What is the purpose of Maestros Para el Pueblo?

Ultimately, the goal of Maestros Para el Pueblo is to: 

  • Address the lack of representation of Latinx teachers in the local Skagit county community, families, and students.  

  • Face the issue of inequality in educational outcomes due to the inequality of opportunity to be successful. Maestro students bring so much potential and a deep understanding of why these inequalities exist and become a part of the solution. They have become activists, leaders, role models, graduates, and teachers. 

  • As a collective across institutions, develop clear educational pathways to Western Washington University’s Woodring College of Education programs. It humanizes the students' experience from the initial contact through relationship base and holistic achievement approach, which includes understanding a well-rounded student, encouraging student involvement, and uplifting student voice.  

Students who participate in the Maestros program will: 

  • Receive culturally relevant academic advising and support in critical transition points at every level.  

  • Be in a community of future educators/human service professionals who are passionate about education. 

  • Maestros will enroll in ESJ 397 with other Maestros students who have transferred or are currently attending Western 

  • Peer mentors host community events in order to give FWS an opportunity to bond outside of the classroom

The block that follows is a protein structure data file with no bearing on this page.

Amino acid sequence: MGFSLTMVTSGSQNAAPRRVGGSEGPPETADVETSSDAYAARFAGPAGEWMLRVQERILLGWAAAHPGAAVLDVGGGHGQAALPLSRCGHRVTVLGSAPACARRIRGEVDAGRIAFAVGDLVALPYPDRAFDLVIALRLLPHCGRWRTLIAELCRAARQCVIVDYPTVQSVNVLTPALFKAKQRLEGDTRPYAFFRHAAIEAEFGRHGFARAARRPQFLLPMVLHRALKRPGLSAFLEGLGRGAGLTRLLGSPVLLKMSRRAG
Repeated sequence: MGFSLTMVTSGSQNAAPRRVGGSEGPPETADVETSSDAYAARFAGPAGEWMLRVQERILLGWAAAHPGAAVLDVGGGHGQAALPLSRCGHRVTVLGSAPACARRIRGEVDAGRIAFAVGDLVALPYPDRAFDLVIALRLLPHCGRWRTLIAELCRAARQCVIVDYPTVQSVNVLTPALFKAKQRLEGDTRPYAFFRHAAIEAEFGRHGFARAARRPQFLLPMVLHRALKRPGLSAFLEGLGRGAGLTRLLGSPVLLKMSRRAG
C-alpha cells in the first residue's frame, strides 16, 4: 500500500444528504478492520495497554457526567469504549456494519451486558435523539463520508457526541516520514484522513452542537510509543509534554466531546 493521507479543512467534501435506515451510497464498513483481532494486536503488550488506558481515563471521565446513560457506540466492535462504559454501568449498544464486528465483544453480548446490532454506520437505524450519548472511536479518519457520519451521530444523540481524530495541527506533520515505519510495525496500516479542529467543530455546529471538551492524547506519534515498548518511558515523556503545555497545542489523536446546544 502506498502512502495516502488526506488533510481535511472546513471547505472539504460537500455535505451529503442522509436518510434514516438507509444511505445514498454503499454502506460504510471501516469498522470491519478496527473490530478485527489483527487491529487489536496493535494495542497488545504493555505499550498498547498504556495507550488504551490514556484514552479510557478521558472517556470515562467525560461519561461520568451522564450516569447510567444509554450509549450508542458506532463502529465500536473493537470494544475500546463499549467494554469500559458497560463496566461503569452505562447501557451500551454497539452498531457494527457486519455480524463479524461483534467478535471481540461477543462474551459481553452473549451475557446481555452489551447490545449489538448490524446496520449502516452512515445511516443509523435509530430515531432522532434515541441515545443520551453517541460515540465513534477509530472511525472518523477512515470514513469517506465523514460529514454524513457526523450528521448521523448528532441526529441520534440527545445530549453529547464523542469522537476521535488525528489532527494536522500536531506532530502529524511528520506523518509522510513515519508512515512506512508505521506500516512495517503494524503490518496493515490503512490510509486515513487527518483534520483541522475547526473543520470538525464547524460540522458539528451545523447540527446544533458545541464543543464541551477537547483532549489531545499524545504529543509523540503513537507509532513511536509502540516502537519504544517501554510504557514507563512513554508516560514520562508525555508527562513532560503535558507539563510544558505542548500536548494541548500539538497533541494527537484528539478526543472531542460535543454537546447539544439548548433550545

• Be eligible for Scholarship funds 

  • Scholarship upon entering the program and additional funding for participation in the optional coursework  

  • Inside access to scholarship info-sessions for Maestros to ask questions about the scholarship process and get feedback on essays 

  • Upon completion of the year’s coursework, Maestros may be eligible for funding for their second year 

  • Be encouraged to develop leadership skills and increase community and school district connections and experiences.  

  • Become a critically conscious educator for the local Skagit county community.   

  • Make connections with Woodring faculty prior to their first quarter at WWU, which most students do not do until they officially enter their program 

  • Peer mentor - a student who understands how to navigate Western as an institution to help support transfer students with a variety of things like: Program applications and advising; Studying for classes ; Connecting to resources (faculty/staff, departments, health center, counseling center, etc.); A friend, someone to rely on.

  • Preference within Woodring program admissions